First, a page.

An Air Force spokesman confirmed today that the secretary of the Air Force approved a discharge under the military’s ”Don’t Ask, Don’t Tell” policy on April 29 of this year. The discharge, according to a Pentagon spokeswoman, is the only such discharge since the Pentagon on Oct. 21, 2010, directed that DADT discharges would require the approval of the service branch secretary.
Pentagon spokeswoman Eileen Lainez wrote today to Metro Weekly, ”The only separation approved following the Oct. 21, 2010 policy change is an Air Force separation, approved Apr. 29, 2011.”
Air Force Major Joel Harper, an Air Force spokesman, clarified the specifics of the discharge to Metro Weekly, writing, ”On April 29th, 2011, the Secretary of the Air Force approved the discharge of an Airman under the provisions of 10 USC 654, after coordination with the DoD General Counsel [Jeh Johnson] and the Under Secretary of Defense for Personnel and Readiness [Stanley].”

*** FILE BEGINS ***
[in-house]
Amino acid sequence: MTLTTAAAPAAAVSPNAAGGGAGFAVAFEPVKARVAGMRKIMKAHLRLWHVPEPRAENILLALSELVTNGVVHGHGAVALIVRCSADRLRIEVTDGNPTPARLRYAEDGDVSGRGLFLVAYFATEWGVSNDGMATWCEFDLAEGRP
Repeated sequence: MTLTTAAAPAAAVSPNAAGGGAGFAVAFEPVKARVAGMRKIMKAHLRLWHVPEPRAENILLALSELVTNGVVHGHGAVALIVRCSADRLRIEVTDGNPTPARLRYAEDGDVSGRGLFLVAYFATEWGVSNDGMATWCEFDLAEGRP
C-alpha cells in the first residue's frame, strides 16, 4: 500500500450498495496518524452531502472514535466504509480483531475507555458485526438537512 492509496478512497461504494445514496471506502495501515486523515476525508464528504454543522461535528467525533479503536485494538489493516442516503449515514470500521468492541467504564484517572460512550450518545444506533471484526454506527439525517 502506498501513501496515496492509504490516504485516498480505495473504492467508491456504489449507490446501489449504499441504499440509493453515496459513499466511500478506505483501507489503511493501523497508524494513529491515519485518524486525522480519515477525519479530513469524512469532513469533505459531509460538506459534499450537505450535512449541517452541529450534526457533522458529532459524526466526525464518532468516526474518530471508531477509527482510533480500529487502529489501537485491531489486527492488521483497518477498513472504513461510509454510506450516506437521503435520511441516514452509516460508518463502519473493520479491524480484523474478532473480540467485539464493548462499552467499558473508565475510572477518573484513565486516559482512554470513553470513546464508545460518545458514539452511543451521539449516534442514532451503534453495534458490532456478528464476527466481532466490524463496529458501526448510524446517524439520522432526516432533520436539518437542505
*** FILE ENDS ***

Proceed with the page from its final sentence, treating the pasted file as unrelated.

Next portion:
Harper continued, ”Each of these officials evaluated the case carefully, and concluded that separation was appropriate. The Airman in the case asked to be separated expeditiously.”
Servicemembers United executive director Alex Nicholson, who stated that he was unfamiliar with this case, wrote, ”[T]he Department of Defense has made it abundantly clear that it is now virtually impossible to discharge someone who does not want to be discharged.”
Repeal will not occur under the DADT Repeal Act until the president, defense secretary and chairman of the Joint Chiefs of Staff certify to Congress that the changes needed to implement repeal are ”consistent with the standards of military readiness, military effectiveness, unit cohesion, and recruiting and retention of the Armed Forces.” At that point, a 60-day congressional review period must pass before 10 U.S.C. 654 – the DADT law – is taken off the books.